Even Europe experienced a 30-fold increase in cholera from 1993-1994, with reported cases increasing from 73 to 2,339 and deaths increasing from 2 cases to 47.

According to the WHO, the number of cases surged again in 2005. From 2005 to 2008, 178,000-237,000 cases and 4000-6300 deaths were reported annually worldwide.

[8] However, the actual global burden is estimated to be 3-5 million cases and 100,000-130,000 deaths per year. The 2008 outbreak in Zimbabwe lasted longer than a year, with more than 98,000 cases and more than 4000 deaths.

[9] Outbreaks in Guinea and Yunnan province in China contributed to this increase. [10, 11]

The V cholerae O139 serogroup (also known as Bengal), which emerged from Madras, India in October 1992, has spread throughout Bangladesh and India and into neighboring countries; thus far, 11 countries in Southeast Asia have reported isolation of this serogroup. Some experts regard this as an eighth pandemic.

In mid-October 2010, a cholera epidemic broke out in Haiti, which has been worsened by heavy rains in 2011. As of June 20, 2011, 363,117 cases of cholera and 5,506 deaths have been reported.

[12] The epidemic is the first in Haiti in at least a century, and the source may have been a United Nations peacekeeping team from Nepal that came to Haiti after the catastrophic earthquake that hit the Caribbean nation on January 12, 2010. [13, 14]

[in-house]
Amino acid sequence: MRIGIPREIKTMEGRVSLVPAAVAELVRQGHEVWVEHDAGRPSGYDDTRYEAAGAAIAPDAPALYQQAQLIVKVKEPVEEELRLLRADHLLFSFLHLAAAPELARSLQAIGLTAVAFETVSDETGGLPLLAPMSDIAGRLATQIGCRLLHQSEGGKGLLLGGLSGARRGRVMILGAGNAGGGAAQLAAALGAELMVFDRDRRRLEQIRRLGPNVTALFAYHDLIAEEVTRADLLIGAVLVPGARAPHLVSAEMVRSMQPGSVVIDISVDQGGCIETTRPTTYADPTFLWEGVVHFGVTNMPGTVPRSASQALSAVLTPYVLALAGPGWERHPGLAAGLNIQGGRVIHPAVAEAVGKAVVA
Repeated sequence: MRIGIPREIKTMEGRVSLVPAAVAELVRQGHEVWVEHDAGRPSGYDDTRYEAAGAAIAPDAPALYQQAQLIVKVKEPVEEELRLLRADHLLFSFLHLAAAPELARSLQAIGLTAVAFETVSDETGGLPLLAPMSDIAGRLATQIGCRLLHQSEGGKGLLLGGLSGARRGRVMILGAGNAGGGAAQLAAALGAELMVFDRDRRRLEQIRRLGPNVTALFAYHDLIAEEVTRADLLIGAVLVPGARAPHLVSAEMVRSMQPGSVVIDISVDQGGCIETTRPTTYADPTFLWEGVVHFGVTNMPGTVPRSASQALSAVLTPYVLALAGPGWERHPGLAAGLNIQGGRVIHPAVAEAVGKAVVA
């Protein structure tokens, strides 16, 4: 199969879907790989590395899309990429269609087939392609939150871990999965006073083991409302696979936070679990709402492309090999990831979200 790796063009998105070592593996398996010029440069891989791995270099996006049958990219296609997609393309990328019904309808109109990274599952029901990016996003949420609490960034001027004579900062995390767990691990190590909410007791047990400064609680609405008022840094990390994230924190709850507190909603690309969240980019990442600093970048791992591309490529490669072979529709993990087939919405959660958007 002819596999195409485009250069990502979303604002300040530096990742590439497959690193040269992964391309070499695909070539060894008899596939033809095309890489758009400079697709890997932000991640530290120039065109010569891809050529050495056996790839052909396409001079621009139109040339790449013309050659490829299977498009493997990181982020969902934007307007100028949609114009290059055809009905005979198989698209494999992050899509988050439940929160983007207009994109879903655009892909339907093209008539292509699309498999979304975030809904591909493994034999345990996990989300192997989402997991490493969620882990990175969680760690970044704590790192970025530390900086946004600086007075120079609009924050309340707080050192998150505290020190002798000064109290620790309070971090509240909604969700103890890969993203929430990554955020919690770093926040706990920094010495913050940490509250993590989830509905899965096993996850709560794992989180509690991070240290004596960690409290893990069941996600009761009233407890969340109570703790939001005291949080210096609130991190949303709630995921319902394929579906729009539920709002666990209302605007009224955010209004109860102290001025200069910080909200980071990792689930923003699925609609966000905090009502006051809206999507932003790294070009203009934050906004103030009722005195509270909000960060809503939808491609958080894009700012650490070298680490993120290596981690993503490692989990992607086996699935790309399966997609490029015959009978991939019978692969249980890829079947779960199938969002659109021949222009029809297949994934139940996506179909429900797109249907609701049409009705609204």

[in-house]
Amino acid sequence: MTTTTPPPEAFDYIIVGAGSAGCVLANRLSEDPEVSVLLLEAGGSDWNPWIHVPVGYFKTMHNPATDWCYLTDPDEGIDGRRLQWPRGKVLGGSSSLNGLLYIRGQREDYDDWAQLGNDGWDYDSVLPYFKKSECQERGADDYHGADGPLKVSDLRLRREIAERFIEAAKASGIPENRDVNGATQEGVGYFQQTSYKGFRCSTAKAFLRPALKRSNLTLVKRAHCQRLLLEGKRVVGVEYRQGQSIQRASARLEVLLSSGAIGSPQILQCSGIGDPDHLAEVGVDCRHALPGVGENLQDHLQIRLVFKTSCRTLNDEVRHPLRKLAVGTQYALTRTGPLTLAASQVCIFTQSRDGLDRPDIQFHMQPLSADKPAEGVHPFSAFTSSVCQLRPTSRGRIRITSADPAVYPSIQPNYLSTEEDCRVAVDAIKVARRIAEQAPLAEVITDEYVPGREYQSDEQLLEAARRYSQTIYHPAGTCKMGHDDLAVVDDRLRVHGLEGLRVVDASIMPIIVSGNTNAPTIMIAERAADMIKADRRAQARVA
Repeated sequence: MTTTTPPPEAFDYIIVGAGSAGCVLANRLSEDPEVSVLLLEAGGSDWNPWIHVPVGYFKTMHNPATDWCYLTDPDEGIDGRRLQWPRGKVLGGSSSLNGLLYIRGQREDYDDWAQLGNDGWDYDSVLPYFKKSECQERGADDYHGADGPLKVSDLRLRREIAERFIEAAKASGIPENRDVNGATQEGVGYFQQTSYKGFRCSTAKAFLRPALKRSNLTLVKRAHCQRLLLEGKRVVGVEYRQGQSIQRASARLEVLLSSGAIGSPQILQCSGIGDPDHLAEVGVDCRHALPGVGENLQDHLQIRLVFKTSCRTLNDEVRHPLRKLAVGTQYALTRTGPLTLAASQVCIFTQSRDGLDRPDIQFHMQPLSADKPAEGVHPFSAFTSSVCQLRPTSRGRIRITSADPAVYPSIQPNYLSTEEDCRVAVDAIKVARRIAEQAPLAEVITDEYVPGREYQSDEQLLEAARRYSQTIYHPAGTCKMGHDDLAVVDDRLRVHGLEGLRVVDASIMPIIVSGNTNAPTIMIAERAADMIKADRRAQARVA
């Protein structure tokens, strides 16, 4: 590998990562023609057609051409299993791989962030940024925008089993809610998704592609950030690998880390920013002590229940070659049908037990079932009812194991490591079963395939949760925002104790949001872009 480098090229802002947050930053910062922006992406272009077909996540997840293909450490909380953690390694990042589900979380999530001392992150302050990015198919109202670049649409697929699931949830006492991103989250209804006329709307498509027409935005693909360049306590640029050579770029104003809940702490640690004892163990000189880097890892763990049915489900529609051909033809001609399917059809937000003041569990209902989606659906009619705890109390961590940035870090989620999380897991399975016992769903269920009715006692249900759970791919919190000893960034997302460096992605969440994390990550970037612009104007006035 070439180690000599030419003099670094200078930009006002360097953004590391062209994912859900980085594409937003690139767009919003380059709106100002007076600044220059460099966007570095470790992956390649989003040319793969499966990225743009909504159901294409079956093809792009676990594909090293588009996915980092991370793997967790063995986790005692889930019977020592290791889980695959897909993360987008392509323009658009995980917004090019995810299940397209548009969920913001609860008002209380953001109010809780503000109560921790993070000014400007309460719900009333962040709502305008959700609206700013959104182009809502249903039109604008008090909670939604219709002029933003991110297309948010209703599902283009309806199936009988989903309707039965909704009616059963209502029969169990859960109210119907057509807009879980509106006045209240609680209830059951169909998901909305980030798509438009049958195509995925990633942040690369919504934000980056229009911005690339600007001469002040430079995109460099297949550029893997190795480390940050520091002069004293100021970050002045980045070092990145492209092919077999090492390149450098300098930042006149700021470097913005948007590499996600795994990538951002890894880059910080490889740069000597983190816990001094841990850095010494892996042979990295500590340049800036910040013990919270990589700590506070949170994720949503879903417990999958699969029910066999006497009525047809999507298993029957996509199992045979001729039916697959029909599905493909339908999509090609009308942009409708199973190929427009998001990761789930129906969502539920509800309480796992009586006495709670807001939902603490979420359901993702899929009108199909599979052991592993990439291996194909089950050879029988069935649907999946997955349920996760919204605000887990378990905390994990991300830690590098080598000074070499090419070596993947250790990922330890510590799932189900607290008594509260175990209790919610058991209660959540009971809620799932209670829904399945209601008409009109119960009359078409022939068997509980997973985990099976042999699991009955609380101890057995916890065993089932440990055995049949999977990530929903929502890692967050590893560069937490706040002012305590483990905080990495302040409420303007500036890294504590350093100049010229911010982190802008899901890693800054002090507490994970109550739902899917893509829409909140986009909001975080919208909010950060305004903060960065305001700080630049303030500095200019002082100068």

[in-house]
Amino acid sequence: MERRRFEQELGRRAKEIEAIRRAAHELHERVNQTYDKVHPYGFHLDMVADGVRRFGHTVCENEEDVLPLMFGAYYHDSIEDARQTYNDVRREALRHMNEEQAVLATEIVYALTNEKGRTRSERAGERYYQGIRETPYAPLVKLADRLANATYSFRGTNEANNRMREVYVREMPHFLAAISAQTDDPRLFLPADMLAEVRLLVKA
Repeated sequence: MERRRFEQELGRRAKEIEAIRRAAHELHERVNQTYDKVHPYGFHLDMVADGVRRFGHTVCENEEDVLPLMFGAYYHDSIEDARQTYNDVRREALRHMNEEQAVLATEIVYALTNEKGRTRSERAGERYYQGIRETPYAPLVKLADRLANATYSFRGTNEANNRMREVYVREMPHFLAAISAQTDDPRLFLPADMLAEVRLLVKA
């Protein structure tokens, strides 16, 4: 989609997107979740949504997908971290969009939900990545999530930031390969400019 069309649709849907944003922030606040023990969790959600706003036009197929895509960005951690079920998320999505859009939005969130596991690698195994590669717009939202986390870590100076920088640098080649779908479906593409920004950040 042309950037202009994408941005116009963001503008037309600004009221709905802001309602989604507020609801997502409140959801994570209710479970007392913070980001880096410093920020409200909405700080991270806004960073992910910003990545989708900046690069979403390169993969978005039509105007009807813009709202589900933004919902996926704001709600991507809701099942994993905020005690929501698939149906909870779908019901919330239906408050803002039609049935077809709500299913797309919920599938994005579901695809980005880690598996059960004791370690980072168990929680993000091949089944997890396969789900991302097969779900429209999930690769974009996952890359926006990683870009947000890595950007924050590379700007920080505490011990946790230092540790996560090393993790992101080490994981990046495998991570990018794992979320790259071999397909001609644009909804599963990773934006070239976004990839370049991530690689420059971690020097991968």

Analyses performed by US and Haitian laboratories indicate that the strain involved in the outbreak is V cholerae El Tor O1 from the ongoing seventh pandemic predominant in South Asia . This may have consequences beyond Haiti, since this strain is more hardy and virulent, with an increased resistance to antibiotics. [15]

In nonendemic areas, the incidence of infection is similar in all age groups, although adults are less ly to become symptomatic than children. The exception is breastfed children, who are protected against severe disease because of less exposure and because of the antibodies to cholera they obtain in breast milk.

Source: https://emedicine.medscape.com/article/962643-overview